Alcalá de Henares is the first planned university town in the world. It was founded in the 16th century by Gonzales Jiménez de Cisneros as an “ideal city” and soon rose to become a center of European intellectual life. 12,000 students studied here in the 16th century. In 1836 the university was moved to Madrid. Today the most important literary prize in Spain is awarded annually in Alcalá de Henares. In the old town, numerous churches and monasteries shape the cityscape.
Alcalá de Henares old town: facts
|Official title:||University and historic center of Alcalá de Henares|
|Cultural monument:||12,000 students enrolled in the 16th century and today it is the place where the most important literary prize in the country, El Premio Cervantes, is awarded every year; University with university chapel, as well as the church of Santa María, the Casa Cervantes, the archbishop’s palace and the monastery church of the Cistercian monastery of Las Bernardas|
|Location:||Alcalá de Henares, northeast of Madrid|
|Meaning:||For centuries one of the most important university cities in Spain with a well-planned university|
Old town of Alcalá de Henares: history
|1118||Christian reconquest of the city and naming it after the Moorish fortress Al-Kal’a on the banks of the Henares|
|1135||Granting of special municipal rights|
|1495||Archbishop Francisco Ximénez de Cisneros becomes Primate of Spain and Advisor to Isabella the Catholic|
|1499||Foundation of the university|
|1506/07 and 1516/17||Reign of Cardinal Francisco Ximénez de Cisneros|
|1537-1553||Design of the main facade and courtyards of the university in the style of the Spanish Renaissance|
|1547||Birth of the writer Miguel de Cervantes|
|1617-1662||Construction of the courtyard of St. Tomás de Villanueva|
|1833||Relocation of the university to Madrid|
|1960||Reconstruction of the Patio de los Filosofos|
|1978||Resumption of university teaching|
The cradle of Cervantes
Since the stormy industrialization of Spain in the sixties, according to oxfordastronomy, high-rise castles have surrounded the medieval city center, even the train station is in the middle of an industrial area. During a ten-minute walk through a veritable trail of building sins, the question arises as to why UNESCO came up with the idea of declaring the city a “cultural heritage of mankind”. But there is a good reason for this: Alcalá is home to “the first fully planned university in the world”, and the Universitas Complutensis, which opened at the end of the 15th century, was one of the most important universities in Europe well into the 19th century.
Once you’ve made it to Plaza Cervantes, the university town looks much friendlier: Numerous terraces invite you to take in the panorama. Stork pairs breed on almost all of the surrounding roofs, and the numerous monumental buildings are reminiscent of paintings from the golden 16th century Spain. One could feel transported back to the time when Miguel de Cervantes grew up just around the corner in a small house on Calle Mayor and wrote his famous book “Don Quixote”, with which he went down in literary history.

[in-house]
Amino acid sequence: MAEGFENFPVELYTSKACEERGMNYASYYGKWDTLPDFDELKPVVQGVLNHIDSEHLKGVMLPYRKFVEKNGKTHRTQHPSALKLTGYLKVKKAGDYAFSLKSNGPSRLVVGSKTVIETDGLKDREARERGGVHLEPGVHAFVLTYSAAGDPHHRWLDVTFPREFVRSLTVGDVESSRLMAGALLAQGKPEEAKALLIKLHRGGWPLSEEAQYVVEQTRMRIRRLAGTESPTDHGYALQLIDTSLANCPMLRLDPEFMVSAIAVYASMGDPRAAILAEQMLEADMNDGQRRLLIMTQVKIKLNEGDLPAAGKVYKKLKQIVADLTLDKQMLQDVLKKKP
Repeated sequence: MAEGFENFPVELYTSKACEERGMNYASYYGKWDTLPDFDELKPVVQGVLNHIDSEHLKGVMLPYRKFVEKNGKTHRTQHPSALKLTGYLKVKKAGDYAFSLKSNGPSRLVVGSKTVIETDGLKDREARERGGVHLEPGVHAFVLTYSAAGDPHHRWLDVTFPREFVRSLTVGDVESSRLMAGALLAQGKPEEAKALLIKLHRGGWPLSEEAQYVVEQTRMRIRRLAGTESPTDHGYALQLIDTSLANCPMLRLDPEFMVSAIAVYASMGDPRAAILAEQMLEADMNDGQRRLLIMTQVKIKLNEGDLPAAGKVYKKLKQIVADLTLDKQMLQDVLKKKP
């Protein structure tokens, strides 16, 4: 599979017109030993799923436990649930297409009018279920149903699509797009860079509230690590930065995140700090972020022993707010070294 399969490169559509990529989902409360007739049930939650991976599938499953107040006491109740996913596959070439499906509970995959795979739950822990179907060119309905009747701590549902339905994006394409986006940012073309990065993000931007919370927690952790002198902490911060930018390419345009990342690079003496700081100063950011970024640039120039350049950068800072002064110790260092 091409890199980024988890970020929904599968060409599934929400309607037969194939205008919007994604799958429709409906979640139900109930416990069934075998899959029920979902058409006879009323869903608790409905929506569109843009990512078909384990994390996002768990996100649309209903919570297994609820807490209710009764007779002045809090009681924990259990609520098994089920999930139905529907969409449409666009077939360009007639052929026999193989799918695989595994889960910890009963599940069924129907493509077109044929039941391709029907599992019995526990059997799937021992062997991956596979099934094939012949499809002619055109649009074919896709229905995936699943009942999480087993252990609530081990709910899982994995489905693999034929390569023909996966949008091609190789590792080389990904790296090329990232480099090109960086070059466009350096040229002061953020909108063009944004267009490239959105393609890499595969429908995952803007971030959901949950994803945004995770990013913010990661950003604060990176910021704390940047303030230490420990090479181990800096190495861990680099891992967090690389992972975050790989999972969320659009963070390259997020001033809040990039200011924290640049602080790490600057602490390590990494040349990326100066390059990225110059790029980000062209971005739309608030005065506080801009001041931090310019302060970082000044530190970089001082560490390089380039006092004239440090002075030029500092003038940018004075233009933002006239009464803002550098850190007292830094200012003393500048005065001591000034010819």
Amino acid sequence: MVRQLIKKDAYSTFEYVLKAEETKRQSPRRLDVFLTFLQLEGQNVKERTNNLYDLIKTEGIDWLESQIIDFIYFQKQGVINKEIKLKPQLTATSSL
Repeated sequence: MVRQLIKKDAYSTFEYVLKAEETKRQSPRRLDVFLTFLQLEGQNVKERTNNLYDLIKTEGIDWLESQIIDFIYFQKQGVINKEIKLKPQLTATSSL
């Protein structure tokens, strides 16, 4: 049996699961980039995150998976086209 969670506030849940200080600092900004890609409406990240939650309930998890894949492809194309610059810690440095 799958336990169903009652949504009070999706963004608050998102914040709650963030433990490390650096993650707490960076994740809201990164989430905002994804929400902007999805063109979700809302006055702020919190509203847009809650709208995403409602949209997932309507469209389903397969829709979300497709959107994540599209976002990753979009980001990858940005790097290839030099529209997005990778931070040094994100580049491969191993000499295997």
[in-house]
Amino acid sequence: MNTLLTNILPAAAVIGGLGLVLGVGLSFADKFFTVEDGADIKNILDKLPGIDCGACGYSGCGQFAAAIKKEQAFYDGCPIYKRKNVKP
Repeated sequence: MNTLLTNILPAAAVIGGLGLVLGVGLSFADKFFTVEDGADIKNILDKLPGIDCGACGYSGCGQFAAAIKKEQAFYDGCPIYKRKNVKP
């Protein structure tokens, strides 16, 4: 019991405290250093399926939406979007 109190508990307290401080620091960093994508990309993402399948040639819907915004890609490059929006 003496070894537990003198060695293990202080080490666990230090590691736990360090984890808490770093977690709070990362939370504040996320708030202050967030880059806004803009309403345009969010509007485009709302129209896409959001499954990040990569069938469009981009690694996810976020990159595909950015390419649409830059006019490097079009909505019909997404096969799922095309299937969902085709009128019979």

Spain’s King Philip II, son of Emperor Charles V, seriously considered making Alcalá his residence and capital, as the city was one of the leading cultural metropolises in Europe and also an important trading center in those days. Even if the monarch opted for Madrid, the city’s heyday continued until the university was moved to the new metropolis in the first half of the 19th century.
Modest teaching was only resumed after 1977, and since then the Complutense has once again been the lively center of the city. This university has three beautiful courtyards with multi-storey arcades, Arabic Mudejar ceramics and a garden in which, in addition to Cervantes, the playwright Lope de Vega, who was nicknamed the “Phoenix of Spain”, also studied with preference. All essential aspects of the culture of that time are carved into the renaissance facade of the university building – from the church fathers Gregorius, Augustine, Ambrosius and Hieronymus to the deities Minerva and Concordia to Hercules.
In addition to the university, the cathedral and the house where Cervantes was born are eye-catching. In the cathedral lies the body of St. Diego in a crypt under the main altar. There are also the relics of Justo and Pastor, two boys who were murdered by the Romans at the age of seven and nine after an apparition of Mary.
At the end of a visit to the city of Cervantes, we recommend a detour to the Baroque monastery of San Bernardo, whose oval dome is considered the largest in Spain, and to the Archbishop’s Palace, which stands at the end of Calle Mayor. In 1486 Spain’s Queen Isabel I, known as “the Catholic”, had her first conversation there with the navigator Christopher Columbus, who later discovered the American continent. Right next door, in the monastery of Our Lady, an archaeological museum has been set up to display the most beautiful prehistoric and Roman finds from the 2400 year old city. Above all, works of art from the Roman settlement Complutum stand out, the ruins of which are in the east of the center.
Once you have seen these treasures, there is no doubt that the city, whose historic buildings were used as barracks after the Spanish Civil War and suffered accordingly, has earned its title of cultural heritage.